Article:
The Beginner’s Guide to Self-Publishing (Nonfiction) | Monika Kanokova | Skillshare

The Beginner’s Guide to Self-Publishing (Nonfiction)

Monika Kanokova, Community & Content Strategist

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16 Lessons (35m)
    • 1. Introduction

      2:05
    • 2. Create an outline to help you market your book

      1:13
    • 3. Basic Tips

      6:41
    • 4. Find a team

      2:14
    • 5. Get blurbs

      1:19
    • 6. Make the most out of social media

      4:33
    • 7. Time for spreadsheets

      2:47
    • 8. Collect people’s email addresses

      0:55
    • 9. Create a landing page

      0:50
    • 10. Use social media to the fullest

      0:52
    • 11. Make people talk about your book

      1:39
    • 12. Get to know your readers

      1:22
    • 13. Decide where to publish your book

      2:36
    • 14. Do something exceptional

      1:07
    • 15. Once you’ve published your book

      2:52
    • 16. Final Thoughts

      1:31

About This Class

Do you have a manuscript ready and are wondering what steps to take next and how to self-publish your words? Enroll in Monika Kanokova’s class to learn more about self-publishing your non-fiction book. 

Monika has self-published two guides for freelance creatives and has turned to Skillshare to help others follow her lead to get their manuscript out. 

This class doesn't cover how to write a book, but rather how to publish and market a book and how to establish continuous sales. It’s a hands-on manual guiding you from draft to a finished book. 

Perfect for everyone who is keen to explore the world of self-publishing and wants to learn how to use social media to establish continuous, organic sales.

Transcripts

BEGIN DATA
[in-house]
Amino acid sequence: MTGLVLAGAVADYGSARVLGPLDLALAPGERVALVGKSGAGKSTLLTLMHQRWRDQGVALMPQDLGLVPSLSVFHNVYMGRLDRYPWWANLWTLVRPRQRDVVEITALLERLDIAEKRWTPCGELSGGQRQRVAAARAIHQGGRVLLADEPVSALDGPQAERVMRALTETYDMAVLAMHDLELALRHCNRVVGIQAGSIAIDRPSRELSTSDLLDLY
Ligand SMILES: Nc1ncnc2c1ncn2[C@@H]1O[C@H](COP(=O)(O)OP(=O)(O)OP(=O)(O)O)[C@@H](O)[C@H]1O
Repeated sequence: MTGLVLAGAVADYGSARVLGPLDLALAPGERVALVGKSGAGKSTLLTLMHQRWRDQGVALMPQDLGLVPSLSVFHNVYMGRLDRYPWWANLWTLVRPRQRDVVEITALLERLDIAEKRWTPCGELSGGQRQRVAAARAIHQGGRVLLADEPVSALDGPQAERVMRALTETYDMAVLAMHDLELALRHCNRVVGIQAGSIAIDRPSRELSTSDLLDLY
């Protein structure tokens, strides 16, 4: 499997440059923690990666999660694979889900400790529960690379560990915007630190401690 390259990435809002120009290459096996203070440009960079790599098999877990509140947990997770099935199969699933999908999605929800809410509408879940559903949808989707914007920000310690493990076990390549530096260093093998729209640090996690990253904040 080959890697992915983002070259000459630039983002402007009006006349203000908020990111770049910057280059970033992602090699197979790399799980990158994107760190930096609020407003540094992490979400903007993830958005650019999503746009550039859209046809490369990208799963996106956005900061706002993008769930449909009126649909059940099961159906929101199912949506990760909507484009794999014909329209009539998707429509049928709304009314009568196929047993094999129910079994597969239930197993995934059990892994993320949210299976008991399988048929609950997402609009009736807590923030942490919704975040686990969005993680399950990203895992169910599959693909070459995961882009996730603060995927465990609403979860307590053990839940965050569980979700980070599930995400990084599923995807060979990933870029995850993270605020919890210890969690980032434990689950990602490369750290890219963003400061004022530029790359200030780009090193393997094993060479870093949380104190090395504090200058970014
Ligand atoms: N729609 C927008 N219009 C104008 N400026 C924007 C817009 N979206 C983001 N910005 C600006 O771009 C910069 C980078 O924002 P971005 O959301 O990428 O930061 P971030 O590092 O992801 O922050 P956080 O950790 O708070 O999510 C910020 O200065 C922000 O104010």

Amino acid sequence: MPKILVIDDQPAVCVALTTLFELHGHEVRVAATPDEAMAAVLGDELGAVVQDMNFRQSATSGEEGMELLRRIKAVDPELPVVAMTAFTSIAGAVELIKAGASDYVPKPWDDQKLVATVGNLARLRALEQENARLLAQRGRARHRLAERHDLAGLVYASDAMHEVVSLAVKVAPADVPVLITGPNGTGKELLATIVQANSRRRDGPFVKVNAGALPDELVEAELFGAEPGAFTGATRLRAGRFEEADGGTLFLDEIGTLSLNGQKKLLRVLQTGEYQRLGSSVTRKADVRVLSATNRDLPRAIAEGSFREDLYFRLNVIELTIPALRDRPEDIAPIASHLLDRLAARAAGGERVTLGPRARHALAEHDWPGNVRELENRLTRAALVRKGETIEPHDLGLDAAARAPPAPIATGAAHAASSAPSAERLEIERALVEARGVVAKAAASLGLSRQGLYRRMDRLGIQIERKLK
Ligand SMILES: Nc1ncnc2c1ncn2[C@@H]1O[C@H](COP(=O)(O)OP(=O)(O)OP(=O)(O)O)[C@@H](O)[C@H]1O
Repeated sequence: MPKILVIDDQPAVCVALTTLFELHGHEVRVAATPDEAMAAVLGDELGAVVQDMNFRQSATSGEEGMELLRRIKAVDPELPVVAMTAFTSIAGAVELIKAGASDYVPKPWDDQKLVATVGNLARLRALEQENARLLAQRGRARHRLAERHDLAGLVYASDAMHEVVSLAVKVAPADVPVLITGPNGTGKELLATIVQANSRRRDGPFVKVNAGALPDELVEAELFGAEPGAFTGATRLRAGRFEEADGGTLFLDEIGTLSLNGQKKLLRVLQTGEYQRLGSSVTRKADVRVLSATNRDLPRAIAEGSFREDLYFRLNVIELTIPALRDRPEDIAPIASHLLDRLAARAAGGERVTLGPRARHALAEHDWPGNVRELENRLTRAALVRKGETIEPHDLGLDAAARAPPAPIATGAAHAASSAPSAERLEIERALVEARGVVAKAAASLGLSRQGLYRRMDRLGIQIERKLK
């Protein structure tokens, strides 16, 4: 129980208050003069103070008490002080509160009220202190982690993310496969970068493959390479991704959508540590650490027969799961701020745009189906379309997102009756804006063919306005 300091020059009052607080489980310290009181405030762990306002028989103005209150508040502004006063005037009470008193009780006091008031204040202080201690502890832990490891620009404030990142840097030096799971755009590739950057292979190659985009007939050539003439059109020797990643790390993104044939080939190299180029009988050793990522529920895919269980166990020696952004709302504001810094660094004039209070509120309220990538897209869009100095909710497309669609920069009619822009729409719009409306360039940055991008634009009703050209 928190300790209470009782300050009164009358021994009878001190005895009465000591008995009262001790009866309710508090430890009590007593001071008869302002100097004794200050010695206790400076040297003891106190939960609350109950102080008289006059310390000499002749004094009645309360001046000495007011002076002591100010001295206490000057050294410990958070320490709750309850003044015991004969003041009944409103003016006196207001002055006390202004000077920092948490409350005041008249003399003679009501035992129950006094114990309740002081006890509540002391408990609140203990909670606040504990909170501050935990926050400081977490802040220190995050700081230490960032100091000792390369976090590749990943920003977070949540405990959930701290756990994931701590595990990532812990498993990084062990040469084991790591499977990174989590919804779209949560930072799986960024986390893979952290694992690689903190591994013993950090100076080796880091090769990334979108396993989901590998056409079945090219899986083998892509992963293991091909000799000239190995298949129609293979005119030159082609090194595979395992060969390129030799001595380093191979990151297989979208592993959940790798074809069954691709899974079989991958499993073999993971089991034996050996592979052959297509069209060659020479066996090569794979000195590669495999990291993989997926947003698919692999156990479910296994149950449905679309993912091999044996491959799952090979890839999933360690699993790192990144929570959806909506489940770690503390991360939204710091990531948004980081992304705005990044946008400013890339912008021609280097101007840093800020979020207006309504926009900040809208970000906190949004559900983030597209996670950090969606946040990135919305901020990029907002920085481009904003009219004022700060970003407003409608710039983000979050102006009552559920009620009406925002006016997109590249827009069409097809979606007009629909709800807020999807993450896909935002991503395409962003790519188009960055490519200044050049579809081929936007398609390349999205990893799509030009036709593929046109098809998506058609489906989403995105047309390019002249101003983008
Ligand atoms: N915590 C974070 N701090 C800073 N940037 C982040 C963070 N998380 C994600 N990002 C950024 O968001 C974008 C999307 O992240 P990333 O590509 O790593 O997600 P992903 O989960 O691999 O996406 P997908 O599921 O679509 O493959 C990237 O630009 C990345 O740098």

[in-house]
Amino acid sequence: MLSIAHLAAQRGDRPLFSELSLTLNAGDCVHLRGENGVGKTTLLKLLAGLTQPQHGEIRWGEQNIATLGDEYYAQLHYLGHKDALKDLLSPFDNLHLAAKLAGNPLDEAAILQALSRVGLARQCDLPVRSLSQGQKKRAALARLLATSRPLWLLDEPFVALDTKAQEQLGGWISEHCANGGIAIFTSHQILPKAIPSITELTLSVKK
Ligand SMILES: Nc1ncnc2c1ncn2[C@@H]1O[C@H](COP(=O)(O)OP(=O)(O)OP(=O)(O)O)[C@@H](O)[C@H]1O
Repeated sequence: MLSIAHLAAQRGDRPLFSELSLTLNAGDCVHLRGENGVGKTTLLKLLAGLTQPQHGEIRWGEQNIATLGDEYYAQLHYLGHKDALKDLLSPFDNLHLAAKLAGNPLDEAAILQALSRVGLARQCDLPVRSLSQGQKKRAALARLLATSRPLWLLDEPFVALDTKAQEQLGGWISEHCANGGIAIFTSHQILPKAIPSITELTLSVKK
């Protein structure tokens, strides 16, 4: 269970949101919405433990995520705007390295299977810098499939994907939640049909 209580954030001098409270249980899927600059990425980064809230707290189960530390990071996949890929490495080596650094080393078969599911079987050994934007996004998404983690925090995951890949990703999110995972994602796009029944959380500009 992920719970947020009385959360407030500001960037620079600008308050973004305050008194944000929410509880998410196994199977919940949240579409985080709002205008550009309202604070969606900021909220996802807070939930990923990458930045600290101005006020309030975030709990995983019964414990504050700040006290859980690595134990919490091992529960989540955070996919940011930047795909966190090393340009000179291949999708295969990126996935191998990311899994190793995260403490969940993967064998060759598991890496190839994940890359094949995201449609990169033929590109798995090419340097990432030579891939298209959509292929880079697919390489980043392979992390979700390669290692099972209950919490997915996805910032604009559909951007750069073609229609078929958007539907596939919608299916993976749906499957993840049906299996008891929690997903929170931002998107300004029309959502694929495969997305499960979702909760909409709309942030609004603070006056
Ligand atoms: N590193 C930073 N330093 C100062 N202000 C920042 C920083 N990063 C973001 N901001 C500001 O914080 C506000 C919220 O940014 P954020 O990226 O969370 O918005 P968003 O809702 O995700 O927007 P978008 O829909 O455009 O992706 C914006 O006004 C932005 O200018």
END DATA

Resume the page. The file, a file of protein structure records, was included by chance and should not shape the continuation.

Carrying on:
1. Introduction: Hi, I'm Monica and I'm a freelance community strategist. When I decided to go freelance in 2014, it wasn't something I had planned and so I needed to figure things out rather quickly. That led me to write the guide for people in the same situation as me wondering what to do to set up a freelance practice. Then about six months later, I had this month where, no client called me up and no one seemed interested that I had all this time on my hand and so I tried to figure out how you can use your creativity and monetize it using the infinite, endless resources. So there you go. I wrote and self-published two guides for creatives and freelancers. Here in this class, I would like to share my approach to self-publishing with you. In this class I will talk about how to write a book. We all know it's very difficult, but this is a class about how to publish and market your book and how to establish continuous sales. It's not a class explaining all the possibilities and tactics that are available, but rather, it's a hands-on manual to really give you step-by-step ideas, what you can do, and that is explaining the things that have worked for me. It's a class that I hope you can use, at least partly, when you are planning to self publish your own book. I have divided this class in three parts. I'll explain how to prepare for your book's launch, how to launch your book, and then I'll also talk about how to establish continuous sales. I'll share resources with you and if you upload your project into the project gallery and share a little bit more about your own book, then I will give you tips and help you out, when I see something, I'll just tell you there and really tried to be hands on as I was with my other class that I did for Skillshare on how the freelance. I believe writing a book is a dream many of us carry and this is a class that will help you realize it. It's the sort of information I wish I had before I started out and so I really hope it's going to give you what you need for your own book. Thank you much for enrolling and I can't wait to see your project. 2. Create an outline to help you market your book : The project brief is fairly simple. In this class I'll focus on publishing non-fiction books, and use your project brief is a quick Q&A that will be the base to help you market your book. You can write this down even before you start watching this class, and I will explain how and why throughout this course. Just take a pen, take a notes pad, take minutes and post it, write notes, and maybe pause me as much as you need. Take the note pad and explain in three to four sentences, who do you write for? Who is your ideal reader? Who should be reading your book? Then once you note this, what problem does your book solve? What is the itch that you're scratching with your book? What is the benefit that your reader will gain from reading your book? When you have these things, then you can already write down your ideas for how you wants to market your book. How do you plan to spread the word about your book and maybe this is something you might know in six months or maybe in a year, but if you already have one, please share the link to your book, I would love to check it out, maybe even read it, and just share it here because other people will appreciate it as well. 3. Basic Tips: Writing a book is one thing, a very difficult one as we all know. But creating a marketable product and I'm talking about your book as a marketable product, which might feel a bit strange. Creating a marketable product, one that people talk about, and that actually brings leads back to your book is a completely different one. As I already said at the beginning, write for a target group and what do I mean when I say you should write for a target group? It simply easier to explain what your book is about, when you know who you are writing for, it will be much easier for these people to recognize that the book is for them, and spread the word about your book. When you also know what your readers will gain from reading your book, it will be easier to make them curious about the whole content of your book. If you're solving a problem many people face, something very specific. If you can say what it is, it would be much easier and it will be much more likely for these people to buy a book. Once you have written a book, you must decide on the title, when choosing it for your book, you have two options. You can either choose a tittle that is simultaneously a statement that makes people feel a certain way and helps them communicate what you're about or what you want them to feel, and what you want them to communicate, then you have the other option, you can choose a tittle that is something people would eventually Google. When writing my first book, this year will be different, I chose a title that rules a statement. I believe, and I still do so, that when you choose freelancing, you really choose a new way of life, you choose something completely different and so making a statement and saying, "This year will be different." Was something I thought, and I've chosen the title with social media in the back of my head thinking when someone takes a picture of this book, it helps them communicate what they're about to do. They're going to change the entire life. On the other hand, when choosing a title for my second book, when deciding how I'm going to call a second book, I took my creative side business, and I did so because I wanted to have a title that some people might even maybe Google, and that would be a title that really shared the philosophy of the book. The question is what title of fits your book? Take a piece of paper, write down different key words, think about how you want people to feel when they see your book, or what do you think they might Google when they are looking for your book. When you write the description of your book, don't forget it's your sales copy. The text should not just sound vivid, but it should also be felt with keywords because when people look for your book when they search something, you should give them the keywords that they're probably going to search for. They say that Amazon is the second biggest search engine on the Internet, and I don't know where it's coming from, but I believe it that it's true. Don't forget your keyboards are how people are going to find about your book. Whenever I write texts, I always like to ask a question first because I want to set the reader into a certain setting. I also want to make sure that people find out immediately if my text, whatever I'm writing is relevant to them or not. When you sit down to write your description of your book, have the ideal reader of your book in your mind, write as if you would be talking to a friend. Don't talk about yourself, talk about the hypothetical situation your readers in. Try to explain what problems you're solving for them, and try to explain how your book is going to help them achieve whatever they are trying to achieve. When you think about the Internet, it's an extra ordinarily visual place and given, you might not have the budget for print advertising, social media might be your first start. When you think about how to spread the word about your book, you should think about what you can give to people for them to be sure about your book, about whatever you're doing, and what would make them take a picture of your book. Whenever you go on Instagram, and Facebook, and Pinterest, it's very likely that what captures your eyes are pretty images, and think about how you can use this piece of knowledge to your advantage. Personally, I have decided to hire illustrators for both of my books. It was very much for me to be able to take pictures of my book repeatedly, even if you're taking a picture of the same thing over and over again. They are those clothes in the second book in my create a side business, and they're designed by Sarah who may just, gave us learning that were illustrated by someone just metaphoring. Hey, this is really cool and I would like to identify with this image and then they post it on Instagram as you can see when you go to the hash tag SMARTCREATIVES. You should first before you decide what you want to do that is visually, you should go on Instagram and a research a little bit, what your target group shares and how they arrange their Instagram images so that your book, your content, your illustrations, fair to defend that setting. Consider how your book cover fits that set up, so that then give you a designer your briefing, you should be able to give them some screenshots of the books you found and found interesting, the books that your target group shares on social media and to send it to your designer, so that they know what you like, what inspires you, and what other people share when they share images on social. 4. Find a team: When you make a book you don't just wants to make a book, you want to make a wonderful book and to make a wonderful book you need to find the people to help you do just that. Once you think about the things you are good at yourself, you also need to think about the things you aren't. It might be that you'll need a designer and definitely an editor or everyone needs an editor and maybe also an illustrator. I have worked with a designer for the interior of the book and not just for the cover design, because I wanted to have not just the print book but also an e-Book and I just thought someone else is better and faster at this. If you create an e-Book, to me it was important that the e-Book works with every single platform. So the main formats are ePub and Mobi. Mobi is for Amazon and e-Pub is compatible with all the other platforms. As already described before, I just tried to make the book very visual to be able to take pictures of that. I hired an illustrator. I found a [inaudible] , the illustrator who designed the first book in [inaudible] and I just sent her a message and I was like hey, this is my budget. Would you be up for this project and describe the project?Then Sarah comes to illustrate our design, [inaudible].she was recommended to me on Twitter and first I interviewed her for the book and then while we were talking Diana my designer said to me, she was like you need a very clever design who is just very smart, it is Sarah.So I talked to Sarah and asked her with the same pitch, this is the book, this is how much budget that I have and if you would like to do this project it would be really cool. So it's like try to look for people online. You can even look for illustrators on Instagram. You can look for them on the [inaudible]. As I said, there are different platforms that people showcase their work.You might not have the budget to pay everyone but this is weird if something comes in because of kick-starter you can present your unfinished product and then get the necessary funds to get people, pay people to have those people [inaudible]. 5. Get blurbs: When you look at the back cover, many of this feature what others have said about their book. Think about whether you knows anyone in your industry who could give you a blurb. Having blurbs will give you credibility. So choose wisely. We want to have talked about your book, then publishing this year will be different. I didn't even know what a blurb is and so I didn't have any but when working on creating a side business, I made it my business to approach both leaders within my industry who have a large following of creatives and freelancers. I was lucky enough to get a blurb from Sean Blanda from 99U or even Paul Jarvis who you might know. The blurbs I received came people who I've been in touch with for a while. So it's not people that just reach out to and even if it were, it was people who was talking about something else. If you know you're planning to write a book about a certain topic, make sure to identify people within that industry, and just start talking to them even before you try to approach them about the blurb. Just have a conversation with them, be helpful, be kind. People will help you in return and usually, I say just pay it forward , do something. If they need something, just give it to them and try to be very helpful. 6. Make the most out of social media: It's time to talk about social media. Even before you have your book finished, what should you do on social media and how can you implement social media within your product? So before you brief your designer and before you have a finished book. So the first thing that I'm going to say, it's a strategy that is rather new to publishing and comes from my experience as a social media strategy is, first of all, when thinking about social media, you should think of a hashtag. For you to be able to follow up with everyone who has read your book and if you're lucky, also had shared pictures of it on social media, you should think of a hashtag that will enable you to see what people say. It will give you the opportunity to react and talk to the people who read your books. Having the opportunity to see what other people say and who is reading my book is so exciting to me. I can use this and start talking to them just because they read my book or they know how to connect to me and give me a compliment by sharing the book and saying something nice about it. That's so special and I think so need to publishing in general. So then thinking of a hashtag, choose one that is directly related to your book. So for this Year Will be different, I use the hashtag, hashtag T-Y-W-B-D, and hashtag this year will be different. For My Creative Side Business, the hashtags there, hashtag M-C-F-S-B and hashtag smart creatives, and I must say that the F in the first hashtag really confuse people because they didn't know where it's coming from and for me it was like, My Creative Freelance Side Business but the freelance, it doesn't say anywhere in the title but in this hashtag, people just didn't really know what to do with it, so I use the first hashtag. Whenever I talk about the book on social media and don't want to use the entire title and then smart creatives on the other hand was aimed at creating a community of minded people. So whenever someone post an image, I make it my business to talk to them and when publishing my first book, I didn't use the hashtag too much, I didn't want to overdo i but with the second book, we decided to use smart creatives under cover image, so it's in my handwriting on the cover image of the book and then it's also on every single page. If you'd like to know what our community is up to or if you enjoy this class, I really hope you'll check out the hashtags or even use it yourself and as you know, I'll make sure to say hi. I've already mentioned this before, but let me repeat this again. Research what your target group shares on Instagram. It's so important to get this right. For you to be able to brief your team properly, check out Instagram and research relevant hashtags and take screenshots of the things that seem relevant to the people you have writing for and Instagram is generally a handy tool when researching what books people read and what aesthetics they prefer and what hashtags they usually use to have their photos be seen by more people. So again, inspired by the people you consider your ideal readers and try to make your book, fit within the style and aesthetics. A lot of people use, and it is a fashion example, but a lot of people use hashtag outfit of the day. Let's say you've written a fashion book and you see all these people with an outfit, so you can have someone who is ready, nicely dressed hold your book and then your book from within the content is going to be irrelevant to the people who look at the hashtag outfit of the day and you'll have someone wearing an outfit holding your book and it will be within the same context and it will really help the right people discover your book. Think like the people sharing images on Instagram, be very social on social media and use your own hashtag as much as you can. But also because once your reader has noticed that this is what you do, this is the hashtag you're using, they'll follow your lead and share pictures of your work as [inaudible] and off your book, try to build a community starting with the people who already know of you, share pictures of your work on Instagram and Twitter and use your hashtag repeatedly. You'll be grateful you've done, so when looking back in a couple of years and it will be much easier for you to have all of this together and I think that's really exciting. 7. Time for spreadsheets: The first part of this class was all about the small things with a big impact. However, once you are done writing, it's time to prepare for your book's launch in a more serious manner. It's time for spreadsheets. Prepare for press outreach, and do it already while you are working on your book. It pays off to pay attention to PR, just because it will make it easier for you afterwards. So whenever you read an article and it makes you think of your book, write down the author's name and I can personally recommend to start a spreadsheet and write down names of journalists and bloggers that you think might be interested in your work. Google that email address, depth, width, or handles. Save the link that you can refer to when you approach them, and write a short note for yourself about why you think your book is of interest to them. Also, if you are on Twitter or even if you aren't, just join Twitter, follow journalists whose work you enjoy on Twitter and interact with their Tweets. Once they recognize your name, it will be easier to have them open your emails. Connect to the people where you think they might be interesting for you and you're interesting to them. I can also recommend to sign-up for Haro. It's helpareporter.com and follow their daily mailings. I think they send free daily mailings one in the morning, one at lunchtime, and one in the evening, and it's New York Times, as the name already says, it's a platform that connects journalists who are on the look out for experts to people looking for free press. If you want to pay more attention to press outreach, start looking for outlets your idea of readers might be interested in. Ask friends and people who you think might enjoy your book, what magazines and books they read and record all of the information you get in a press sheet. Don't say, "I'll do it later." Always do it immediately because you might not remember once there are more magazines you thought would remember I know it for myself. So always do this things immediately. Once you have your book ready, get in touch with every single person on your spreadsheet and tell them what's in it for them and why you thought they might enjoy your book. Don't try to sell them on your book that won't work. Make a point why it's relevant to them. This is not a class about press outreach, but there are some classes on press outreach here on Skillshare so make sure to check them out. I think that will really help you. 8. Collect people’s email addresses: So another thing that you can do and you should definitely do even before you have your book ready is that, collecting people's email addresses. Sign up for Mailchimp to gather people's emails. If you don't know much about Mailchimp, I can highly recommend to watch their classes here on Skillshare or checkout Paul Jarvis' Mailchimp essential class, where he explains everything you need to know about email marketing. So whenever you talk to someone in person and they say, they really like your idea and they would love to read your book once your book is ready, immediately say, "Can I have your email address?" Then, sign them up to this mailing list. Try to collect as many email addresses as you can, give people the possibility to know about it as quickly as possible once you are life. 9. Create a landing page: Before you launch your book, you should create a learning page to give people the possibility to leave their email address with you, if they wish to be informed, once your book's available for sale. Squarespace has some great templates for learning pages that make it easy for people to share their contact details. You can have one on launcher, you can use a Facebook page if you think that's the best way. Have a learning page where you explain who you are, explain the idea of your book and collect people's email addresses and also share your learning page, your owner's page with as many people as you can, so that once people are interested in whatever you do, they can leave their contact details with you, and you can then reach out to them, once you are ready to reach out to them. 10. Use social media to the fullest: Again, a repetition of what I already said. I've already mentioned this before, but I will say so again, be social. Tell people about your work, share your progress, your struggles, your vends, your motivations, and start building a community around your work. The more people know about your book before you even have a book, the more successful your launch will eventually be. Really talk to people and be social. Use your hashtag and let everyone in who is interested in following you on your journey. If you have any additional questions, don't hesitate to either write them here on Skillshare or send me an email. My email address is on my website, or just tweet them to me. I'm [inaudible] on Twitter. Thank you. 11. Make people talk about your book: I can finally talk about launching your book. When you want to launch your book, you of course, want to make people talk about your book. There are various ways to spread the word about your book. You can, for example, organize a launch party in your city and invite press and media and friends and maybe also some people who are excited about your book. However, having a party also means you need a finished book and you need some budget to have a party. I have realized what a powerful tool Kickstarter is because it enabled me to launch books that weren't completely finalized and it also helped me extend the launch period from a couple of weeks to a couple of months. If I would have uploaded my book to Amazon and hoped people might be interested in what I've created, I'd probably not get as many readers as I did. Thanks to Kickstarter's community, it was so out there even before it was finished and people were able to really get involved in what I was creating so that was very wonderful. Also because you have this limited time of how long a Kickstarter campaign runs, people know that there's a very limited time period where they need to collaborate and need to talk about your book and tell other people. I have written an article about how to run a Kickstarter campaign on my blog. There's also chapter about it in my second book. When preparing for your Kickstarter campaign don't forget to mention it on social media, have a mailing list, get people to sign up via your learning page and keep adding names to the list of people, and just know who are your people. 12. Get to know your readers: So if you've decided to launch your book with the help of Kick Stater, then you now have a great advantage to get to know your readers. Kicks Starter offers the possibility to survey your Backers and also send regular updates. You can decide on layout options or your cover with the help of your Kick Starter Backers. You can ask them to help you choose a tagline, you can basically ask them for their opinion on everything and anything which you will help you create a better end result. The more you share with your first readers, the more likely they will share with their friends. So the vote about your book will spread organically. Another great thing about having and knowing your first readers, is the ability to ask them for book reviews on Amazon or Goodreads. You really might consider giving everyone who gives you a review, a little present. On the last page of my creative side business, we decided to say that whenever someone writes on Amazon review and sends us an email with a screenshot in their address, we'll send them a couple of cards designed by Sarah photo books. It's how we hope to get more people to review the book given how crucial reviews are degenerate sales. So what can you do and how can you implement this that when people share a review and tell others about your book, that they'll get something in return? 13. Decide where to publish your book: Then finalizing the print and digital files of the books, I worked with a designer who has done all the nitty-gritty stuff, so, I can't really tell you much about it in detail. So let's talk about what you can do yourself, and where I can actually help you. Even before you can brief your designer you'll have to decide on what platform you want to make your book available. Amazon gives you the incentive that if you launch your book on Amazon exclusively for at least three months, they'll make your book available to more people. They'll make it visible to more people, through KDP Select, which is their program for premium members. You won't be selling your book, but Amazon will rank your book higher if you decide to make your book available for free to their premium users. So what does it mean in detail? Of course, you'll make money when you sell your book to normal users of Amazon at the premium members, and I think that's the majority of people. By that's definitely an option and it's the one that I've gone with. You can also launch your ebook on Kobo, and on iTunes, and on your own website, for example, on Squarespace, you have the possibility to have your own web store. So there are different options. You can also always launch your book exclusively on Amazon for free months to [inaudible] and see how it goes, and if you change your opinion, you can upload your book to other platforms. Now, you might ask yourself, whether you want to launch a book as an e-book only or go for the struggles of creating and print book too. From my experience, having a print book, they'll help you sell your e-books because most people wouldn't take a picture of their iPad and post it on Instagram, obviously, but they might not hesitate to post one when they have an attractive print book. To me, having a print book with a great cover is pretty much the best marketing tool there is. I personally make the most sales with my print book, which is print on demand, printed by Amazon. I would recommend you choose a service that will take care of the logistics, and take work of your shoulders. Amazons creates space and KDP, they very much do just this, and then all you need to do is the marketing for it. I decided to go with Amazon just because Amazon is, when you think of books, when you think of where to buy books, you always go to Amazon, so, I thought it's the least hassle for me, and then I just need to make sure that people find my book on Amazon. 14. Do something exceptional: So as already said, I launched both of my books on Kickstarter, which enabled me to do something special for my first readers. If you do a Kickstarter project, you have everyone's e-mail address, you have everyone's postal address. So you can be in touch with the people directly. I take the time to write everyone a card and say thank you. I also make it my business to read every single book as a present, even the envelopes that I have chosen to use to send everyone a copy of my book are, well, rather exceptional. Really tried to find ways to give something to people that is special, think about what would make you post an image of a book on your social media stream. Then think about what would make you share that image on Instagram and Facebook and maybe also Twitter and do just that. The more you give to people, the more you'll receive and treating your first readers nicely is important if you want people to help you spread the word about your book. So make something that will warm their hearts. It will most certainly also warm your heart. It at least does mine. 15. Once you’ve published your book: The more people know about your book, the more readers you will get, and the better your book is, the more people will recommend it to others. I once asked a friend what it means to do good PR and he said to me that you have to repeat yourself over and over again and always say the same thing, but in different words. It's the same thing with you doing your PR for your own book. You always have to mention your book just in a different context and differently. If you've published your first book, you will have to become your book's first ambassador. Let as many people know that you've written a book and just when it's interesting to them, just mention it. Another opportunity to get more exposure for your book is when you start guest blogging. You eventually offer free content to other people who will have something to share with their readers and you'll get more exposure for your own book, for your own personality. However, when you approach someone who you would like to share your content with, you should always say this is the benefit for your readers. If it's not interesting to their readers, they are not going to share it and if to share interesting content with their own readers because otherwise, they become irrelevant. So try to make it as relevant for their readers as you can. When you want to share your guest blog posts with people, try to find people who are on the same mission as you are, who have the same target group and who are just trying to be helpful to the same kind of people. Whenever you pitch a guest post to someone, make sure that you tell them how their readers are going to benefit from reading it. I've mentioned is when I was talking about a Kickstarter project, but once your book is actually ready and available on Amazon, you should reach out to the PR list, to your press outreach list one more time or maybe even two times because not every outlet writes about Kickstarter projects, but many outlets write about new books. It's being said that one needs to see something seven times before seeing it for real. That's an advertising wisdom. You just have to make sure that the same people see your content over and over again, they'll probably not notice. We've been talking a lot about online, but it's also important to get more offer and exposure because the more you get in front of people, the better it is. If someone offers you to speak at a conference or at an event, just take it because the most people will connect to you and to your books when they see you, who you are, who you are as a person. If you know people who have a store and they could sell your book potentially there, try to talk to them and try to get an agreement. I have my book in a couple of stores in Vienna, and It's just great. It's a great feeling to have your book in an actual bookstore. 16. Final Thoughts: If you've watched this class very slowly, you've by now written a book, congratulations, or you'll say you've written one book in a year, or maybe in six months and published this. Truth is once you publish your first book, it's time to start breaking your second book because books are out of books. That's the best thing that every writer is going to tell you, because once you have your second book, you can cross-reference through your first book and grow your community from giving them, more books and more information and more of what do you have to say. Amazon notifies every reader that bought your first book about audio upcoming releases. I'm also excited to see your book on social media, if you have followed my [inaudible] with Pinterest and Instagram, and if you have ever hashtag, don't hesitate to share your successes of your project here on Skillshare in the project gallery. If you have any questions, just reach out to me. Add me on Skillshare our via email. I'm usually pretty good with responding to all the questions. I'll make sure to follow up with everyone who shares their project into Project Gallery and give them tips. Also, feel free to give your tips to other people, and just look for other people's projects. Last but not least, don't forget to share the link to your book once you have published it so that we can read it or just check it out and write your review in Amazon, which is very important. Thank you so much for watching. I hope to see and read your book very soon. Thank you.